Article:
Question: maybe I'm mis-reading what you're saying about your customer. How did she get sick when she "left her home", if the mold was "in her house" ? Am I misunderstanding you ? I'm asking because I'm interested and I want to make certain that I understand you clearly.

    BTW, I found the report from Galson Labs on out mold test.

  7. sak12344

    sak12344 New Member

    Also, Mark.... I just watched a quick 15 min youtube video on the Anderson impactor that you mentioned. For sure that's nothing like the collection pump kit that Galson sent to use, which we operated and sent back to them. Although the pump sounds similar, but that's just details. Interesting little gadget you have there. I may look into finding someone who can do that test in the future.

    Thanks also for the well wishes. I'm sorry to hear you had three near death experiences in 18 months. My close calls were six trips to the ER with anaphylaxis. Never a fun place to be.
  8. Mark Custis

    Mark Custis Not soon. Industry Professional Forum Leader

    My anaphylaxis triggers are mostly from penicillin and stinging insects. I get that drill. I never felt as helpless as I did learning the symptoms. Not so scary now. Do you carry an epi-pen? I am never more than 6 steps from mine.

    It has been twenty years since I used one I will look and see what I can find. We collected real samples and grew them up and then counted them. Breathing went out of vogue and IAQ went with it.

    I get the mountain stuff. I was born and grew up in the large shadows of the Cleveland Clinic.

    When talking to the mountaineers find out what they need for a sample to see if you are bothered (reaction) by the inert refrigerant or the organic oil. I will find and send what they think they need. I want you to put to bed one way or the other, the HVAC causing distress, as you will need all of your powers and any anyone will lend you to get yourself healed.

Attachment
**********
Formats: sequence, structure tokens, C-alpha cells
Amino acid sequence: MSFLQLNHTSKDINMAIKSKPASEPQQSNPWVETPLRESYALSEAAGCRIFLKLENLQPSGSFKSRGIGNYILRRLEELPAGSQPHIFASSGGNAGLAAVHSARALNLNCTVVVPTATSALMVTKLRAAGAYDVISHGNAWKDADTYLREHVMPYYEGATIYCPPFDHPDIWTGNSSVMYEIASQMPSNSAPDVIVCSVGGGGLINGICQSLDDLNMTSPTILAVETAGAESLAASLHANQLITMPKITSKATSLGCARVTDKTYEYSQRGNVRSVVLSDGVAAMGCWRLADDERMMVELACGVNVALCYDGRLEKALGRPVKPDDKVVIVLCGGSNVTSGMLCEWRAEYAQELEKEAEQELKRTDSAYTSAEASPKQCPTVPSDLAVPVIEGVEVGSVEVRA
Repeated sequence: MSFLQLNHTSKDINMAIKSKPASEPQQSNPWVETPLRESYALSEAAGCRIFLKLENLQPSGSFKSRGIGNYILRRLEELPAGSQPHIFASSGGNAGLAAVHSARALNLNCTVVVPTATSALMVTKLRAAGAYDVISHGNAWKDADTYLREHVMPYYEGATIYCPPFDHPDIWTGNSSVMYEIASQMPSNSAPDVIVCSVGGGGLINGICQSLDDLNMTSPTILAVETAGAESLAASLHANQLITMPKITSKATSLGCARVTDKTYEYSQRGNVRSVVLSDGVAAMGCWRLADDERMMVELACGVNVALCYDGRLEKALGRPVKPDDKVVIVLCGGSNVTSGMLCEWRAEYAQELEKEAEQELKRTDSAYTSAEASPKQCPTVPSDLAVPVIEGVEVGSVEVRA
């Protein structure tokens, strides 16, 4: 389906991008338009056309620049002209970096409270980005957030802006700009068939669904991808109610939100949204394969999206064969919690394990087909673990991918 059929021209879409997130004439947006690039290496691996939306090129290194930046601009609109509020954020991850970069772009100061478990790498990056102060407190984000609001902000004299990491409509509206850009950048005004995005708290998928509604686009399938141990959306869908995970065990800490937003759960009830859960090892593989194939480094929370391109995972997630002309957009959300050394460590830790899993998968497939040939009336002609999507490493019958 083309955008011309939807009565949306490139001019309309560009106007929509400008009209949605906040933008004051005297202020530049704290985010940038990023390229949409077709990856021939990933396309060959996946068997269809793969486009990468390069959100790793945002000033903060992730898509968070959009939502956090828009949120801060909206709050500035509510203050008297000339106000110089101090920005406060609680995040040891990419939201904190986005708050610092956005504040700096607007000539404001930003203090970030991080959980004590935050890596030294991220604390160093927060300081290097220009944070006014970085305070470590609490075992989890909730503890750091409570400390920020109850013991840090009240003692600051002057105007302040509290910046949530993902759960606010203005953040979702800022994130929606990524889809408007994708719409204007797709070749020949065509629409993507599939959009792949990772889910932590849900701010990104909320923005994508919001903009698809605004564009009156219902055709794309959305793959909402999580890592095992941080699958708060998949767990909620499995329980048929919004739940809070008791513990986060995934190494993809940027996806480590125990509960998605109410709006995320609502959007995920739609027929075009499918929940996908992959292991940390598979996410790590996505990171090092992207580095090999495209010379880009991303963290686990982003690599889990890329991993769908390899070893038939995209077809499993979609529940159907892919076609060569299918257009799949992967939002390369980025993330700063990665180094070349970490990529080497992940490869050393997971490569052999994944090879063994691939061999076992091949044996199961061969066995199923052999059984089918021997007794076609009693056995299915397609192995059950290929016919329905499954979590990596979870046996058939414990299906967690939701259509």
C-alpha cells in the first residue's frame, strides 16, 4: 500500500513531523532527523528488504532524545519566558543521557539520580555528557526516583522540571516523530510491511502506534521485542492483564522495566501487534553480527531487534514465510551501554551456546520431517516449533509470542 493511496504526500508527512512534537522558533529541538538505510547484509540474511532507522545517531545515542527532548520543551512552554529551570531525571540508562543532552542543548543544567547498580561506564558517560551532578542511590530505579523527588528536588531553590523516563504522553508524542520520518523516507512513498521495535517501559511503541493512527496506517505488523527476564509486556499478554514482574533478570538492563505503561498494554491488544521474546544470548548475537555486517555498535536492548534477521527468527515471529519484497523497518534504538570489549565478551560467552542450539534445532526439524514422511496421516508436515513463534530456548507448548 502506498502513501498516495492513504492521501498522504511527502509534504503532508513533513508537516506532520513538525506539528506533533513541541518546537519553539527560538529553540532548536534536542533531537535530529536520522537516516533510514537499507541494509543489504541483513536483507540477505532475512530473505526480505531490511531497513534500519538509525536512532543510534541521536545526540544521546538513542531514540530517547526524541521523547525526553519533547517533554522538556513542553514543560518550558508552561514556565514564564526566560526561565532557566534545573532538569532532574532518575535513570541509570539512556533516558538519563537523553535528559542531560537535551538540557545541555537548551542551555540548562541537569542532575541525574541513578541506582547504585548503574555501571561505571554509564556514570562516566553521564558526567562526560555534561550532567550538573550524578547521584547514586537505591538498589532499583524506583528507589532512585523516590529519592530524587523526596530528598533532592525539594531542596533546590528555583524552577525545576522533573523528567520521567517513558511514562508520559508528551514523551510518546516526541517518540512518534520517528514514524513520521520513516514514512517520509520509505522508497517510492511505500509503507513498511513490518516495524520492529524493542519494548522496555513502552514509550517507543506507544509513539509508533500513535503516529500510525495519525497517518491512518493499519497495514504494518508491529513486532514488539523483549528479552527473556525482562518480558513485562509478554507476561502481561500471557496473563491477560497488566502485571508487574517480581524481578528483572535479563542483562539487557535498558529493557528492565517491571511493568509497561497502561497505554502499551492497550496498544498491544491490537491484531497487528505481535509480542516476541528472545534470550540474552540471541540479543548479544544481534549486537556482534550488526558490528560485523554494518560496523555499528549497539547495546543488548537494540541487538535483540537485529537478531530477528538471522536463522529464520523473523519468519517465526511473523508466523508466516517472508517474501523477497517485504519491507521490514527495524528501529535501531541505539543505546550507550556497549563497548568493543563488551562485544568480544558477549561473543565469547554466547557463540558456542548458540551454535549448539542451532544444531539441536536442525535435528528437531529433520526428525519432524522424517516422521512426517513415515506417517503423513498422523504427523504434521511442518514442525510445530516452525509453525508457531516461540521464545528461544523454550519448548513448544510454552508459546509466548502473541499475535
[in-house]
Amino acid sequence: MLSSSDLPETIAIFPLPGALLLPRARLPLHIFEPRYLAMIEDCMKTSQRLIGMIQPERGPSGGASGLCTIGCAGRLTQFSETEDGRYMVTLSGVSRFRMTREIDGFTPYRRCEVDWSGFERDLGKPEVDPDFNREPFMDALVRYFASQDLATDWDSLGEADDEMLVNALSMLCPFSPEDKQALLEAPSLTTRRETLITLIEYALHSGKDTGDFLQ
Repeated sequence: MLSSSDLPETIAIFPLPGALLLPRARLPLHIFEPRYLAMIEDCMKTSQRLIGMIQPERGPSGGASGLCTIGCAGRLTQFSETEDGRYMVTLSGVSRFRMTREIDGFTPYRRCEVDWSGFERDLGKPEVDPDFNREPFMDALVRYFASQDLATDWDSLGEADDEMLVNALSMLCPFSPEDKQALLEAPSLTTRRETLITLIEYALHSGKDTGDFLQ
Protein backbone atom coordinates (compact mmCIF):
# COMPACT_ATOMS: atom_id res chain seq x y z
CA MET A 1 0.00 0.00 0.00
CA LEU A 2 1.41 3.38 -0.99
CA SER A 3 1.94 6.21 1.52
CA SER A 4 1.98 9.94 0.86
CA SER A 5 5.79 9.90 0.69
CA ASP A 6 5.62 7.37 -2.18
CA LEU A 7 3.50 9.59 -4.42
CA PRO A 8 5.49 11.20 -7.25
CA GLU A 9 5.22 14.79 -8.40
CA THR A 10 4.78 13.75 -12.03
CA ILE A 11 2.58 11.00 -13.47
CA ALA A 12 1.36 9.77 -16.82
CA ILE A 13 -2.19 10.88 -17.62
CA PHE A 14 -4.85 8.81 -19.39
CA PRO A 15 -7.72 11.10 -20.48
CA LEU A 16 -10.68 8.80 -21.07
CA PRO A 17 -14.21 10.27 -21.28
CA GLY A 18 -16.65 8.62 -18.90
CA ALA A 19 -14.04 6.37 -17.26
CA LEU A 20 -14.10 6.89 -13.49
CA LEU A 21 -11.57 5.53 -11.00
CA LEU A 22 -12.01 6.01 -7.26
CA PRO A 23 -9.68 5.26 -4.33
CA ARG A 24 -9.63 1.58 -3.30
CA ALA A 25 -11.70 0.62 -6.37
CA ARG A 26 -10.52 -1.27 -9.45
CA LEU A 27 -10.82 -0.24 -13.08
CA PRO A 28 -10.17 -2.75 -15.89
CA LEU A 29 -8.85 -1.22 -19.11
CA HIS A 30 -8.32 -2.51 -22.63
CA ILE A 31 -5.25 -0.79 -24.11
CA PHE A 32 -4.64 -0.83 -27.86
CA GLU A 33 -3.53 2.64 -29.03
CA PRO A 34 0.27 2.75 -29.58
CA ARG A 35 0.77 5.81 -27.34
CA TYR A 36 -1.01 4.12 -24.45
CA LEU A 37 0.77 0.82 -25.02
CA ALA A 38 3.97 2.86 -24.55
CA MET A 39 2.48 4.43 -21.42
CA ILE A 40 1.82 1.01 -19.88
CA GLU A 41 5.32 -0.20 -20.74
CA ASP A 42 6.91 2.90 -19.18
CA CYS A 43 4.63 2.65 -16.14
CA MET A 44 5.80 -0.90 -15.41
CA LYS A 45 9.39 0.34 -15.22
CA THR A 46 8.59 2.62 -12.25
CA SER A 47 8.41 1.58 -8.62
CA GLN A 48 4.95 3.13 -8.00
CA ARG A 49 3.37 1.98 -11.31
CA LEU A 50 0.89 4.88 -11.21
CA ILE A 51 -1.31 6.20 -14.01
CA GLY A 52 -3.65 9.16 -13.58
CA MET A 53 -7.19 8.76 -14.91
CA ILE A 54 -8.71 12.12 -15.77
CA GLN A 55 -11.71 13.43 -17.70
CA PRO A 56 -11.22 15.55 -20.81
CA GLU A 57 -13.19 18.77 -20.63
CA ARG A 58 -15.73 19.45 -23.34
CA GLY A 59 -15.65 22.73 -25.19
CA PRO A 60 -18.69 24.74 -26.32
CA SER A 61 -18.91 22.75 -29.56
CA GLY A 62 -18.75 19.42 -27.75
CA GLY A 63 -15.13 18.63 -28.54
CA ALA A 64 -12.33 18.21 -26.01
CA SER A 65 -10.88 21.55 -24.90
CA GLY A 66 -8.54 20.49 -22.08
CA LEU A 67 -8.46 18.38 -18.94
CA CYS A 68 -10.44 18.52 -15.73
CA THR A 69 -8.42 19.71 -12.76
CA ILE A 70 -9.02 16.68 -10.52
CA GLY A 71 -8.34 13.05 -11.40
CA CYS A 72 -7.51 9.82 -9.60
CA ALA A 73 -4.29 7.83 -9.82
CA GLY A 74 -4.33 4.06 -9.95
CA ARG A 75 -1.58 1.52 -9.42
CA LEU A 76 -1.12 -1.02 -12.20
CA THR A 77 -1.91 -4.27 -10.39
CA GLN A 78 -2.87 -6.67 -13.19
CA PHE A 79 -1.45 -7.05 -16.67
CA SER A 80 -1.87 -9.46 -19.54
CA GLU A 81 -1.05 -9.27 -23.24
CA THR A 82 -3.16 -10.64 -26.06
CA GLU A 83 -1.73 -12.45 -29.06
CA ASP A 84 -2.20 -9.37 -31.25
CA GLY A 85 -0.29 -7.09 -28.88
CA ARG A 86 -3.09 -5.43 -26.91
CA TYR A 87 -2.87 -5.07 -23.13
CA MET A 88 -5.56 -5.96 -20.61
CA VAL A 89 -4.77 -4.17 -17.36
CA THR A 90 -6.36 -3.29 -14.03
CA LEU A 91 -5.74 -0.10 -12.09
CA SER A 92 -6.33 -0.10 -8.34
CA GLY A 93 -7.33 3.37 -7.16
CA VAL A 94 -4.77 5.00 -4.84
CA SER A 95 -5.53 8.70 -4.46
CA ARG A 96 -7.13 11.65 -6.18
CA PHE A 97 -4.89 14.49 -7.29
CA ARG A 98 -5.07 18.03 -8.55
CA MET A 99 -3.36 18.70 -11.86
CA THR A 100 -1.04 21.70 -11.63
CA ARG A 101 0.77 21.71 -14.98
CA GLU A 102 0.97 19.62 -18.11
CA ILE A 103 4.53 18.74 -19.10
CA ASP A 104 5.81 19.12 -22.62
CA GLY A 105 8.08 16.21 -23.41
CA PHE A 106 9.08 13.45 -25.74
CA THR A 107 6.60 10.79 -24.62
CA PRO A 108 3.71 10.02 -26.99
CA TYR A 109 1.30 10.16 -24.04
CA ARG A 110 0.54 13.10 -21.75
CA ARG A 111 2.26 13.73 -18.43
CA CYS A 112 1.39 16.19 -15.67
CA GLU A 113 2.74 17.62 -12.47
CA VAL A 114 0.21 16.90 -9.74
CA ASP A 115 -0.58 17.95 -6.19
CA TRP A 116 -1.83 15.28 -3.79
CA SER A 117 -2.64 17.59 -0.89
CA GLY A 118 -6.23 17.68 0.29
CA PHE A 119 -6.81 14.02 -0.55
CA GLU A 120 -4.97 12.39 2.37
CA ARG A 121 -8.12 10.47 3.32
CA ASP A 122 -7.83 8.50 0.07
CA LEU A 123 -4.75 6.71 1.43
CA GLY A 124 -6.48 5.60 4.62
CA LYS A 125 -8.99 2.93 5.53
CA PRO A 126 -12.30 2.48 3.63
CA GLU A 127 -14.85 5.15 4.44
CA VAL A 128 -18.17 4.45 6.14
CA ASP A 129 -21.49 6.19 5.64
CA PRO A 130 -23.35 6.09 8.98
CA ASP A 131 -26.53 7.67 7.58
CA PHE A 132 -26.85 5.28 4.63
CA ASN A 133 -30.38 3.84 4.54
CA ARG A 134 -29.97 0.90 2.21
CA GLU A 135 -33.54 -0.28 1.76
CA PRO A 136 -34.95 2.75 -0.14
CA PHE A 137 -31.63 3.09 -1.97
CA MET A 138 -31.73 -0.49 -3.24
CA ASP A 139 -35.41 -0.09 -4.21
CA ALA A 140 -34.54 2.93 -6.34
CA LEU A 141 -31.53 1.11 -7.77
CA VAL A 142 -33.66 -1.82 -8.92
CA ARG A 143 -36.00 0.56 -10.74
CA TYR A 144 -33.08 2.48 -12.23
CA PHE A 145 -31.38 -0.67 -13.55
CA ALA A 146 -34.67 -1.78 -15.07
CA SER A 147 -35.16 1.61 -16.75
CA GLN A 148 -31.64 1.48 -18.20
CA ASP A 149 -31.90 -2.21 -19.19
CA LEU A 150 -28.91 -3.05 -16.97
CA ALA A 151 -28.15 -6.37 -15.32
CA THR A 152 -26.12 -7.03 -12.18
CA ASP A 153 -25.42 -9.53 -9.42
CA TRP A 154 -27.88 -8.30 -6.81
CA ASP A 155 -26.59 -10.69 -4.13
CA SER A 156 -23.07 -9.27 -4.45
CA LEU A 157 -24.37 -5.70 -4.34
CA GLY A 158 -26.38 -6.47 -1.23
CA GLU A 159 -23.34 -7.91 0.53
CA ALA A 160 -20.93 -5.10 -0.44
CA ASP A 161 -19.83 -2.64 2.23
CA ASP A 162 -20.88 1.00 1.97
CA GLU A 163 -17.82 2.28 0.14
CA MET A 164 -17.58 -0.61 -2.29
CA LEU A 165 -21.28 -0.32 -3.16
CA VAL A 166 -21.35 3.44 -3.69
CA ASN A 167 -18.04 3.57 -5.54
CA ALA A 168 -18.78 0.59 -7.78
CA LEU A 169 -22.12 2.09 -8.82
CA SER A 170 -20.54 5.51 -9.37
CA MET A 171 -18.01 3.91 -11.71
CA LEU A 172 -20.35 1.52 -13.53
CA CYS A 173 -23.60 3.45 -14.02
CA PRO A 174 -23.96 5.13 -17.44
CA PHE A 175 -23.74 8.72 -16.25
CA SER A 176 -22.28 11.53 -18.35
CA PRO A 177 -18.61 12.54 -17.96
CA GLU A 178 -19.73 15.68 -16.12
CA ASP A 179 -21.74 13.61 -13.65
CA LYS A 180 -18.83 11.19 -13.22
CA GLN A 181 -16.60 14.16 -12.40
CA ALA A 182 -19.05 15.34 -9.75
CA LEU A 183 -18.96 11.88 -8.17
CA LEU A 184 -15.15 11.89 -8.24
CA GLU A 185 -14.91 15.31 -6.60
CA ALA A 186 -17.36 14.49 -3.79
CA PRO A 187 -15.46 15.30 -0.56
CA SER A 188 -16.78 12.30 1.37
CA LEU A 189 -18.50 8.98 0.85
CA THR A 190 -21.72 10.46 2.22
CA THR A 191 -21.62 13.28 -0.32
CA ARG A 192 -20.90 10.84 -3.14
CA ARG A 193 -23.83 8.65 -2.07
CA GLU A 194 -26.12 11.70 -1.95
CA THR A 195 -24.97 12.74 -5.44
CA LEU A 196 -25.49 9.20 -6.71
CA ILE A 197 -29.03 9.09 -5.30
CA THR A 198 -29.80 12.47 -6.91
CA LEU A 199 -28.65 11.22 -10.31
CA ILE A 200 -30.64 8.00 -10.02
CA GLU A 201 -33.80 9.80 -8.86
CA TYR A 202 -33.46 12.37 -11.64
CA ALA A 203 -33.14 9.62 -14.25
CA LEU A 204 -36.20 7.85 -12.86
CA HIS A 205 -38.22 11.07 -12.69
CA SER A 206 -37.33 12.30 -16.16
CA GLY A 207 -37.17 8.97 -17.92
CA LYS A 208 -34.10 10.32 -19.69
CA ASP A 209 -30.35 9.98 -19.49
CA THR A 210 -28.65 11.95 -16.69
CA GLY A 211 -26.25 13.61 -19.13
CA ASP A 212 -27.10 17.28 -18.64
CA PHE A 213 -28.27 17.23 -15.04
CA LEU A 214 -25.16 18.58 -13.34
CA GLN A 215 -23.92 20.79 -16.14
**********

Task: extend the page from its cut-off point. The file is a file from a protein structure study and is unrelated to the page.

9. sak12344

    sak12344 New Member

    Hi Mark,

    Yes, I carry epi-pen's like they're an American Express card... "Don't leave home without it !" lol

    I got a call from the local doc today who said, "If you decide not to pursue surgery, don't discount radiation therapy." I'm not sure that I'm too keen on radiation "therapy". I get visions of secondary malignancies "dancing in my head". I think I'd try a lot of different alternative treatments before i'd consider radiation.

    It's late, I need to get some sleep. Catch up with you later. :)
  10. Mark Custis

    Mark Custis Not soon. Industry Professional Forum Leader

    Both of my wives have very successfully survived brain surgery. The first wife survived the radiation but unfortunately it did not kill the growth.
  11. sak12344

    sak12344 New Member

    Hi Mark,

    Quick FYI, we did another air sample test thru the hygienic lab in NY. Test results show these four chemicals in the indoor air:

    Ethane, 1,1-difluoro- ,
    Ethane, 1-chloro-1,1-difluoro- ,

    All of which are components of.... refrigerant.

    Combine this with all the alerts that I get from my 410A detector and the obnoxious chemical smell coming from the air registers and permeating the furnace room.... I'm calling this a freon problem.
  12. JP-RIC

    JP-RIC New Member

    Sorry to hear about all of the problems with your system.

    One of your photos shows that the unit holds a total of 80 ounces of refrigerant.
    Unless the contractor has been adding refrigerant because of a leak, that is the total volume of refrigerant you are dealing with.

    If your home is 3000 square feet with 8 foot ceilings, it has an internal volume of about 24,000 cubic feet (less walls & furniture).
    If the house is larger or has higher ceilings, the volume goes up and the gas concentration goes down.

    I'm not a big fan of metric, but for this calculation it makes things a lot easier. The assumed home volume of 24,000 cubic feet is about 679 cubic meters.

    R-410a is a 50 / 50 mix of 2 other refrigerants as you can see on the MSDS.

    The total refrigerant charge of 80 ounces ( 5 pounds) of refrigerant is 2,268,000 milligrams.

    If that much gas is distributed throughout your home, the concentration would be 2,268,000 milligrams divided by 679 cubic meters or 3340 milligram / cubic meter.

    Being made up of a 50/50 mix of two other refrigerants, each gas would be at a concentration of 3340 / 2 = 1670 milligram / cubic meter.